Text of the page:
Shuttle Discovery to Leave Space Station Today

Shuttle Discovery to Leave Space Station Today
Space shuttle Discovery is seen docked to the International Space Station is featured in this image photographed by one of the STS-119 crewmembers during the mission's first spacewalk on March 19, 2009.
(Image: © NASA)

Astronautsaboard the International Space Station are packing up their spacecraftWednesday as the shuttle Discovery prepares to head home after delivering newsolar wings to the outpost.

Discovery astronautswill bid adieu to the International Space Station?s three-man crew and undocklater today after a landmark eight days of construction to completethe orbiting lab?s power grid and backbone.

?We leavewith a sense of accomplishment,? Discovery skipper Lee Archambault radioedMission Control late Tuesday. ?It?s been a great docked timeframe and we lookforward to what?s next.?

If all goeswell, Discovery?s seven astronauts will get the glimpse of their orbitalhandiwork later this afternoon, when they undock from the space station atabout 3:53 p.m. EDT (1953 GMT). Shuttle pilot Dominic ?Tony? Antonelli will beat the helm to guide Discovery in a victory lap while his crewmates snapphotographs.

Theastronauts delivered the space station?s fourthset of solar arrays, anchoring their 16-ton girder support to the outpost?sstarboard side. With the addition, the station now has eight solar wings in all? two per array - with four wings on each side.

?I think Ishould have time to enjoy the view if everything is working correctly,? Antonellitold reporters before flight. ?I?ll be right there at the window when thathappens, so I?m looking forward to that.?

The newsolar arrays boosted the station?s power grid by 25 percent, leaving theoutpost capable of generating enough electricity to power a neighborhood of 42average size homes. The space station will needthat extra power to support its planned shift to six-person crews- doublethe current size - later this year.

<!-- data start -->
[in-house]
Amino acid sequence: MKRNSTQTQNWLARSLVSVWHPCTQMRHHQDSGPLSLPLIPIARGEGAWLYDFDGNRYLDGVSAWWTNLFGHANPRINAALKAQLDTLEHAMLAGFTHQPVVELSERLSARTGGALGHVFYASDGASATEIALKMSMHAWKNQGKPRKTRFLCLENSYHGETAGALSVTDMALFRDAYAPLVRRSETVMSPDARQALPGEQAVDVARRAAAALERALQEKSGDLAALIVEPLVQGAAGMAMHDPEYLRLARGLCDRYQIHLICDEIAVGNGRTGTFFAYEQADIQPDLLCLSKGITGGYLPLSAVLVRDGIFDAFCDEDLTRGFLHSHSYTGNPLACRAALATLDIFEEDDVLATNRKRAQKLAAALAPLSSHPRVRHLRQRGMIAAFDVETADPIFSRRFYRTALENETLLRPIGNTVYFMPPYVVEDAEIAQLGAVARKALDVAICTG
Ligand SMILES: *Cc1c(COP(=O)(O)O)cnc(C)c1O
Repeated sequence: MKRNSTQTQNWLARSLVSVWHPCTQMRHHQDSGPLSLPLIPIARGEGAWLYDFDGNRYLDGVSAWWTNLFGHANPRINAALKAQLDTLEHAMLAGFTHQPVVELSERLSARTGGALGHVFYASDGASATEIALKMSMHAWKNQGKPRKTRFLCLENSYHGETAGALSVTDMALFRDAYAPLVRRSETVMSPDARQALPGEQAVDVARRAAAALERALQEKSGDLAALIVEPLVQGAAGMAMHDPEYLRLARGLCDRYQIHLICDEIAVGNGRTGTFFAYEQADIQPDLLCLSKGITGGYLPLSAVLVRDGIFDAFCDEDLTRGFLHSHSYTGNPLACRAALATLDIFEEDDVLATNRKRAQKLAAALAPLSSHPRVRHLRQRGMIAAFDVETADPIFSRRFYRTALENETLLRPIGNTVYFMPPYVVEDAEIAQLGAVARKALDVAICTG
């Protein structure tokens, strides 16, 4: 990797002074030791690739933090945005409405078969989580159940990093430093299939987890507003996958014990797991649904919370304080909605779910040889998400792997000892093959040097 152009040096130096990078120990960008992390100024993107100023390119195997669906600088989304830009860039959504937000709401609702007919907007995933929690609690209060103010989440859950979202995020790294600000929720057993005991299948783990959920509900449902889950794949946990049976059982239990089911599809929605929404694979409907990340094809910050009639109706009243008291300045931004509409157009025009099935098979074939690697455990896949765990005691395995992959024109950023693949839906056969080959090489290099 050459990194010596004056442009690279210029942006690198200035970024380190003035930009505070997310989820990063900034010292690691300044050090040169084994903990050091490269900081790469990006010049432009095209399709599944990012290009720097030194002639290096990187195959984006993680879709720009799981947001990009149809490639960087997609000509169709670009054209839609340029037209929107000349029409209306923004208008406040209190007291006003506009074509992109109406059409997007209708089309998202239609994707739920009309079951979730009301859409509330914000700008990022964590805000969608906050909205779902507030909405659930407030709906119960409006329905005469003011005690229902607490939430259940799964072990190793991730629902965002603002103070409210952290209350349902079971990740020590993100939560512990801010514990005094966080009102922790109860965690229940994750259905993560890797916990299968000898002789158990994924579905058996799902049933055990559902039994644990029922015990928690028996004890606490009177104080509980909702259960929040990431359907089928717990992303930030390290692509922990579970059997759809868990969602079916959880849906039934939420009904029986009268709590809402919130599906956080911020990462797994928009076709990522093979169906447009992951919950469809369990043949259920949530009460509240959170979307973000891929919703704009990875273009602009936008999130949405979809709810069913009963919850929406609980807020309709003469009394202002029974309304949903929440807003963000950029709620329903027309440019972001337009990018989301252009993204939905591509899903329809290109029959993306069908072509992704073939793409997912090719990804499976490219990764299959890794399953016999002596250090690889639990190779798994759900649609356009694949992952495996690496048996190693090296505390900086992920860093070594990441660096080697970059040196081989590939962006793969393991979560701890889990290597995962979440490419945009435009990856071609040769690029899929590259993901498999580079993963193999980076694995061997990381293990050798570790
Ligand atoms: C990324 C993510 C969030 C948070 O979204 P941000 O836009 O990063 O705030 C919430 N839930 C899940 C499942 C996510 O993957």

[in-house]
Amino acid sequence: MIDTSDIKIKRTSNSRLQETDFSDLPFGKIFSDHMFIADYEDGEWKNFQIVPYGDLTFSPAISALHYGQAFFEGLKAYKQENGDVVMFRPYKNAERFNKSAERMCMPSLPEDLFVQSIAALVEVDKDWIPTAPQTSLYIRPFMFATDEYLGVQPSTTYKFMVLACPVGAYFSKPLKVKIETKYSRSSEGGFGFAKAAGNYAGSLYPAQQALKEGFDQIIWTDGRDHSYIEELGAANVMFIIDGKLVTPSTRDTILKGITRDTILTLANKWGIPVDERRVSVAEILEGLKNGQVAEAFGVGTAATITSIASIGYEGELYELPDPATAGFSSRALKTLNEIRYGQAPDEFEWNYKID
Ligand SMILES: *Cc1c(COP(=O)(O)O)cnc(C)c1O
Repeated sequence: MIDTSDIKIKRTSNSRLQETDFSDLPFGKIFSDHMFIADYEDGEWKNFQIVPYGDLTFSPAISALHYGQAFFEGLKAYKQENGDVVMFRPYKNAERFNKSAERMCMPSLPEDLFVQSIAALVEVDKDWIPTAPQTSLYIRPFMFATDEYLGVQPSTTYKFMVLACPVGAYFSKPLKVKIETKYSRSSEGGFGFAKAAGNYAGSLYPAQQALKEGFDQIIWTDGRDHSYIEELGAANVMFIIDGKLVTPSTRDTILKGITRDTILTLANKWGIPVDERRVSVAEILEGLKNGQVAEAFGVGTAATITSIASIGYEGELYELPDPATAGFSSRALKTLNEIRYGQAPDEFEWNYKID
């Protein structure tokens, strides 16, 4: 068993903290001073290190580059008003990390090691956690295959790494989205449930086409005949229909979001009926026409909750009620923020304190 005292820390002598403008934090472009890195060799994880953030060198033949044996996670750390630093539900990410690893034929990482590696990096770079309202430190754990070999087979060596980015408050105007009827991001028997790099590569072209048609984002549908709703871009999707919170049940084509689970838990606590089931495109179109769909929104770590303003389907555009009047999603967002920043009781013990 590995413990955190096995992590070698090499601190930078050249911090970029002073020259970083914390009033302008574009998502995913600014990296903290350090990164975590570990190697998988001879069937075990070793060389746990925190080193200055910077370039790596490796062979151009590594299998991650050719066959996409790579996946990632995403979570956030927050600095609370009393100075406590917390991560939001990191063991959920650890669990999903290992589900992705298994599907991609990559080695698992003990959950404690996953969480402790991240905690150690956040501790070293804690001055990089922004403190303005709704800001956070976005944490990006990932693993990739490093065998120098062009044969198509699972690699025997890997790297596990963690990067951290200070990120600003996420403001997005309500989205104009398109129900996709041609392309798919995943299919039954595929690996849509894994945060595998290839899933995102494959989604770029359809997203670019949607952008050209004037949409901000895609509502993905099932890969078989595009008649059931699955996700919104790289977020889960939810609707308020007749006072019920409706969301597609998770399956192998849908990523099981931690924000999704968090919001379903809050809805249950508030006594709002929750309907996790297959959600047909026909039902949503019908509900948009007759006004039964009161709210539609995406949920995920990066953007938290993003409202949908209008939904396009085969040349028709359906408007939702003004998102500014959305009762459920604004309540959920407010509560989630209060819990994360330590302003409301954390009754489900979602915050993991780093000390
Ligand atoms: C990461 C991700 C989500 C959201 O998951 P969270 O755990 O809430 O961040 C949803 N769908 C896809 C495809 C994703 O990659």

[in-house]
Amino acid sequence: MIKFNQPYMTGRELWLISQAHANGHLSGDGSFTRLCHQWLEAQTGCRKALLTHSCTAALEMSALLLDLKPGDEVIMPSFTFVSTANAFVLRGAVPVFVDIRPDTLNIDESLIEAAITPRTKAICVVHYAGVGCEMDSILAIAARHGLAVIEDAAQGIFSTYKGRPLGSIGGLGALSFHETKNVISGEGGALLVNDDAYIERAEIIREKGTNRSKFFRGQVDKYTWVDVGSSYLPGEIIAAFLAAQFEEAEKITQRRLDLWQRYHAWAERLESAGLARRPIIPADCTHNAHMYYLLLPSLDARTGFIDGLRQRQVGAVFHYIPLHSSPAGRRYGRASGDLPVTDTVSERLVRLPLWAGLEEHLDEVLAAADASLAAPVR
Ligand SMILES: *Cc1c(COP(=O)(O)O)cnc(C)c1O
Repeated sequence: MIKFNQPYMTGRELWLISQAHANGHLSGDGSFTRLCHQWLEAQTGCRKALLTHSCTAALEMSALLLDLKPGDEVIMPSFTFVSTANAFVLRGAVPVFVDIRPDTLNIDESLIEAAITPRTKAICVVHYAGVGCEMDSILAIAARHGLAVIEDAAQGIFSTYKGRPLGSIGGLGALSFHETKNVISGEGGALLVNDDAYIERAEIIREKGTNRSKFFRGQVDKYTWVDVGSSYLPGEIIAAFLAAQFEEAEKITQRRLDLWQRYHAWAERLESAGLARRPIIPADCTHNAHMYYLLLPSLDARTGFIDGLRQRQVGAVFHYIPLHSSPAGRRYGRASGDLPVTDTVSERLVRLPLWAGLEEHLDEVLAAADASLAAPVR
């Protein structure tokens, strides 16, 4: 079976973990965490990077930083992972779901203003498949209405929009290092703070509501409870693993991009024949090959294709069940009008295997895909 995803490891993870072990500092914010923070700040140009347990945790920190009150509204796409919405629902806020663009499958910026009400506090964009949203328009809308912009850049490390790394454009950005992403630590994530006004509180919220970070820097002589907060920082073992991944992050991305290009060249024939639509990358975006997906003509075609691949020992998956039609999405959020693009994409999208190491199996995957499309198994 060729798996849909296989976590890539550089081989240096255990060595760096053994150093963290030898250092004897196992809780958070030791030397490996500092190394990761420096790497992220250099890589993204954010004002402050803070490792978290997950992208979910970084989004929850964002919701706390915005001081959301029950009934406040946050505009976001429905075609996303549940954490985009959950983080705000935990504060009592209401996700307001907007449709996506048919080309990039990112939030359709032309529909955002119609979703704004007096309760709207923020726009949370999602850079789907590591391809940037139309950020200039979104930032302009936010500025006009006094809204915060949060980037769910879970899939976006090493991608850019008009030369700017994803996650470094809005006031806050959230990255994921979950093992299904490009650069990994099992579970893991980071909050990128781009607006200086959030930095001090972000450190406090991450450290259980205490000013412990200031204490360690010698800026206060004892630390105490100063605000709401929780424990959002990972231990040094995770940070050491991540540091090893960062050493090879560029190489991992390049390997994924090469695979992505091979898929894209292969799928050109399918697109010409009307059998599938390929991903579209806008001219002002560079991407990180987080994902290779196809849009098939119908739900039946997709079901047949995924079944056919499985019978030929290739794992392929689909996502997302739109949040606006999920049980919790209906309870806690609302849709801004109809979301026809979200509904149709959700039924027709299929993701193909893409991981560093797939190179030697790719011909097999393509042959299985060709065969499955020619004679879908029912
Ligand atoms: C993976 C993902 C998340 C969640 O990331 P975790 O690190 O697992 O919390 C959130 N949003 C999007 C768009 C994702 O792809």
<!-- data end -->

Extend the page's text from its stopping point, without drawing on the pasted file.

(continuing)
?We want tothank you for bringing the space station up to full power,? Mission Controltold the astronauts Tuesday.

Thehomestretch

Archambaultand his crew launched March 15 on a 13-day mission todeliver the solar wings and a critical replacement part for the station?surine recycling system to prime the station to support more science and largercrews. Both systems appear to be working well, and the astronauts will collectabout four liters of water samples recycled through the urine processor laterfor the trip home.

Threespacewalks were performed by the astronauts, who spokewith U.S. President Barack Obama about their mission on Tuesday.They are expected to shut the hatches between Discovery and the space stationat about 12:53 p.m. EDT (1653 GMT).

?I?d like tosay that the crew of Discovery were the best houseguests we?ve ever had,? thestation?s Expedition 18 commander Michael Fincke told Mission Control.?Expedition 18 is very thankful to this great crew.?

Like thespace station, Fincke?s Expedition 18 crew changed with Discovery?s arrival.

The shuttlebrought up Japanese astronaut Koichi Wakata, Japan?s first long-term residentof the station, to join the Expedition 18 crew. Wakata replaced NASA astronautSandra Magnus, who is returning to Earth aboard Discovery after living in spacefor four months. He will join Fincke and Russian cosmonaut Yury Lonchakov forabout a week and then stay aboard to serve aboard the next station crew, whichis due to arrive on Saturday.

?It?s a bitsad that Sandy?s leaving and I?ll be saying goodbye to the [shuttle] crew,?Wakata radioed Mission Control Tuesday night. ?That?s a kind of sad feeling,but I?m also feeling ecstatic and looking forward to working with Yury andMike.?

Wakata?snext crewmates, Expedition 19 commander Gennady Padalka of Russia and NASAastronaut Michael Barratt, are due to launch Thursday aboard a Russian Soyuzspacecraft with Americanbillionaire Charles Simonyi, who is paying about $35 million for his secondtrip into space.

The newstation crew is due to arrive at the space station on Saturday a few hoursbefore Discovery is slated to land in Florida.

SPACE.comis providing continuous coverage of STS-119 with reporter Clara Moskowitz andsenior editor Tariq Malik in New York. Click here for missionupdates and SPACE.com's live NASA TV video feed. Live undocking coverage begins at 2:30 p.m. EDT (1830 GMT).

 

 

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